BRATTLEBORO—Thanksgiving has passed, winter is beginning, and local and state officials are concerned that another surge in COVID-19 cases will hit Vermont in the coming weeks.
The Selectboard chose to be proactive and, on Nov. 23, became the first town in the state to adopt an indoor mask policy to reduce the spread of COVID-19, just as the emergence of its Omicron variant in other parts of the world in recent days has caused renewed concern.
By a 4–1 vote, with Selectboard member Tim Wessel dissenting, the following policy was adopted: “All establishments located in the town of Brattleboro that invite the public into their premises for the purpose of receiving services, purchasing products, or otherwise transacting business, shall require both staff and customers (or visitors) to wear cloth face coverings or face shields over their nose and mouth while inside.”
The town had required the wearing of masks inside public spaces in the spring of 2020 but dropped the mandate this past June after Vermont’s state of emergency was lifted.
But board members changed their minds in August as the virus’s highly contagious Delta variant started spreading through Vermont.
The board’s attempts to reimpose the mandate came to an impasse at the state level, where Gov. Phil Scott and his administrative team took the position that communities could not impose restrictions without the underlying state of emergency at the state level.
Scott had since rebuffed calls to reinstate a statewide indoor mask policy, but a sharp increase in the number of COVID-19 cases in Vermont, and increased pressure from Democratic legislative leaders, prompted him to offer what he called a compromise: a bill allowing municipalities to enact local, time-limited mask requirements of their own.
The Vermont Legislature passed the measure on Nov. 22 during a special one-day legislative session. It was approved in the Senate 17–10 and in the House, 90–41.
The bill received nearly unanimous opposition by Republican members of both chambers.
Under the new law, which Scott signed Nov. 23, if a mask mandate is approved by a selectboard, it would be in effect for an initial period of 45 days and then be subject to renewal every 30 days.
All mask policies will ultimately expire by April 30, 2022.
Delta variant fuels case growth
The Delta variant has proven itself to be a formidable foe. The state’s second- and third-deadliest months of the pandemic have occurred since July 2021, when Delta became the predominant strain of the Coronavirus. The highest numbers of new cases and hospitalizations have also occurred during this time frame in Vermont.
In Vermont, between March 7, 2020, when the first case of COVID-19 was reported, and June 30, 2021, 24,415 cases were reported, according to the Vermont Department of Health. That figure more than doubled from June 30 to Nov. 29, as the total cumulative case count rose to 49,801.
The death toll saw a similar increase during that time frame.
On June 30, the Health Department said that 258 Vermonters had died due to COVID-19. By Nov. 29, that figure had risen to 410.
In Windham County, there have been 2,812 confirmed cases and 26 deaths since March 2020.
While the statistics over the past few months have been grim, Vermont is still faring better than the rest of the nation in dealing with the pandemic.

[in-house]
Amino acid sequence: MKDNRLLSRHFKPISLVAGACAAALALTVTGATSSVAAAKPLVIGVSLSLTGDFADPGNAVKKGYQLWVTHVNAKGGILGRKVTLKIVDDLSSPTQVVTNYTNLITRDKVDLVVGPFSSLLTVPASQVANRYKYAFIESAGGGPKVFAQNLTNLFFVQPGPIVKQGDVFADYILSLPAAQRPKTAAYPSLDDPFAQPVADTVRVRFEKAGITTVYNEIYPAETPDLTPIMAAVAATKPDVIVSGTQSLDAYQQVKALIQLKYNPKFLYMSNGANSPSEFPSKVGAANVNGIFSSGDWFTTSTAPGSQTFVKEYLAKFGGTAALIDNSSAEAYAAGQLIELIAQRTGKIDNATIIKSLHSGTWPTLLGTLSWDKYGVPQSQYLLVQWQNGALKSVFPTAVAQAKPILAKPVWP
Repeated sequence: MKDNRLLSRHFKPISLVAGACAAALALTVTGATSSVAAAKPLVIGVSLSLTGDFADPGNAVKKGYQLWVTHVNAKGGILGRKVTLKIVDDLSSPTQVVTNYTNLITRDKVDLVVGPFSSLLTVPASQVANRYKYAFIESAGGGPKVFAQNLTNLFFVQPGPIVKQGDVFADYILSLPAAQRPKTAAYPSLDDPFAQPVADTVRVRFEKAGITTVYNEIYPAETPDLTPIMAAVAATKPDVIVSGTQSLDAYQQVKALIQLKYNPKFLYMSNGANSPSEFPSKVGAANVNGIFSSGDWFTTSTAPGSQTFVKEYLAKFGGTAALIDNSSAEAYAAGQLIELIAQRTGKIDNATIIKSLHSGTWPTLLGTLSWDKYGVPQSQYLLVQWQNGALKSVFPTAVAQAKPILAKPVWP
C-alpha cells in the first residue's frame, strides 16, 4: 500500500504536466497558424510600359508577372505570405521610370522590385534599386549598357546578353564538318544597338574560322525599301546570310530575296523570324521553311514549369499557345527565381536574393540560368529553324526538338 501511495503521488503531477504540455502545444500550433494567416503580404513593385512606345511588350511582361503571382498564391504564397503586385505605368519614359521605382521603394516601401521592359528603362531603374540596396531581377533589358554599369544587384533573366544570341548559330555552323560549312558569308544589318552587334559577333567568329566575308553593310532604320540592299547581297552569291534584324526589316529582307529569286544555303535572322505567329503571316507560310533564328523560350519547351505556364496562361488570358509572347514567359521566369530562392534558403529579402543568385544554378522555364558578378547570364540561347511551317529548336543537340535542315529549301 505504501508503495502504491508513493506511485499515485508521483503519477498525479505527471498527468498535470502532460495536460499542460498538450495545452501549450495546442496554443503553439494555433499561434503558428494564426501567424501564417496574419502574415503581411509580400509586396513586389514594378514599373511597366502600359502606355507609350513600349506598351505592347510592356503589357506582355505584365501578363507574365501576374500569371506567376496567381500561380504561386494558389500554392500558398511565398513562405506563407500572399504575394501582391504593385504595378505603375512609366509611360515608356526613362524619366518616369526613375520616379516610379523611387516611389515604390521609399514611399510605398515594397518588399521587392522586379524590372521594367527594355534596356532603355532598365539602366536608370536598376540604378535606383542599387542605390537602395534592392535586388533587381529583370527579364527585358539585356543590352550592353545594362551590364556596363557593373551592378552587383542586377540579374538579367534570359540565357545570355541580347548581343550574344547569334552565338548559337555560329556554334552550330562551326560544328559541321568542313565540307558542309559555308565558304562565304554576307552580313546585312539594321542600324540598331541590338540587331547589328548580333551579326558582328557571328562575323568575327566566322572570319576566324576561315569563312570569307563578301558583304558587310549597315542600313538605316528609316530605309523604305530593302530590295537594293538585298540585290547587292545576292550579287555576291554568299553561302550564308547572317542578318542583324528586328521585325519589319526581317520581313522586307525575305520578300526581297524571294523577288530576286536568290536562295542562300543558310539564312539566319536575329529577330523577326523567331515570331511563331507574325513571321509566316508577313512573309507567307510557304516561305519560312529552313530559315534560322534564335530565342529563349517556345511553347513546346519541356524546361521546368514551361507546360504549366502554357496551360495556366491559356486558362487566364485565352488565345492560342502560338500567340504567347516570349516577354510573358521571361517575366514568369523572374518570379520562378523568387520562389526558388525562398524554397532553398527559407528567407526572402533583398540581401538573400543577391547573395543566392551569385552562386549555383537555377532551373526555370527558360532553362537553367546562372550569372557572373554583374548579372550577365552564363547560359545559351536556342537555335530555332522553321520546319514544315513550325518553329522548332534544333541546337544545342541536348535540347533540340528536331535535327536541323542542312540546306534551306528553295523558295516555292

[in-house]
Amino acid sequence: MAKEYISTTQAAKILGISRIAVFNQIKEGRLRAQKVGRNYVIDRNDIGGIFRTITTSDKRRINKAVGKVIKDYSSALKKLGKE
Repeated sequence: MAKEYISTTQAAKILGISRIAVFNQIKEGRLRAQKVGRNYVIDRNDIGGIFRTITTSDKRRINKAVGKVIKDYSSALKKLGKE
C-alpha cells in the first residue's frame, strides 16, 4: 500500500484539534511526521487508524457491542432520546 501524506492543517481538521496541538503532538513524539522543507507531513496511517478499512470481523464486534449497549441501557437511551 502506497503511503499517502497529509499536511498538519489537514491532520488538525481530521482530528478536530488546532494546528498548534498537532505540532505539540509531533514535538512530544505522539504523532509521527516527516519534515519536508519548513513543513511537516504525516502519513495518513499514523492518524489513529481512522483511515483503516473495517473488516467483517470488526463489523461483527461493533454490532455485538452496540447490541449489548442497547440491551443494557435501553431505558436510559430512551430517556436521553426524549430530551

According to data from the Centers for Disease Control and Prevention (CDC), during the Delta wave, Vermont had the 11th-fewest detected cases of COVID-19, the fourth-fewest COVID-19 hospital admissions, and the ninth-lowest per capita death rate.
Vermont remains among the highest-vaccinated states in the country. Heading into this week, according to the Health Department, 92.9 percent of Vermonters over age 12 are partially or fully vaccinated, and 34 percent of children aged 5 to 11 are partially vaccinated.
The high vaccination rates in Vermont — and adherence to public health guidance — has kept the pandemic under control, sparing the state the nightmarish images from other states of intensive care units in hospitals filled to overflowing.
According to the CDC, fully vaccinated Americans are five times less likely to be infected and about 10 times less likely to be hospitalized or die from the virus.
Initial signs seem to indicate that the Omicron variant is more contagious than Delta but not necessarily more deadly.
Vermont Health Commissioner Dr. Mark Levine said on Nov. 29 that no identified cases associated with the new variant have emerged in Vermont to date, but he added that its emergence “is an important reminder that the COVID-19 pandemic is still here with us.”
Levine said that the Health Department will continue to closely monitor any new developments, that it continues to obtain genomic sequencing information on SARS-CoV-2 (Coronavirus) specimens, and that it will report any detection of the Omicron variant in Vermont.
“There is a lot that is still unknown about this new variant, but it appears to be more infectious, already showing up in various countries, including Canada,” said Levine. “Research over the next few weeks will determine whether Omicron will affect the severity of illnesses, and how effective the current vaccines are against Omicron.”
Levine reiterated that vaccines “are still our best defense against COVID-19. If you have not yet gotten your vaccine or booster shot, now is the time.”
“Both take about two weeks to be fully effective, and as we get further into the holiday season, the more people who are protected, the better off we will all be,” he said.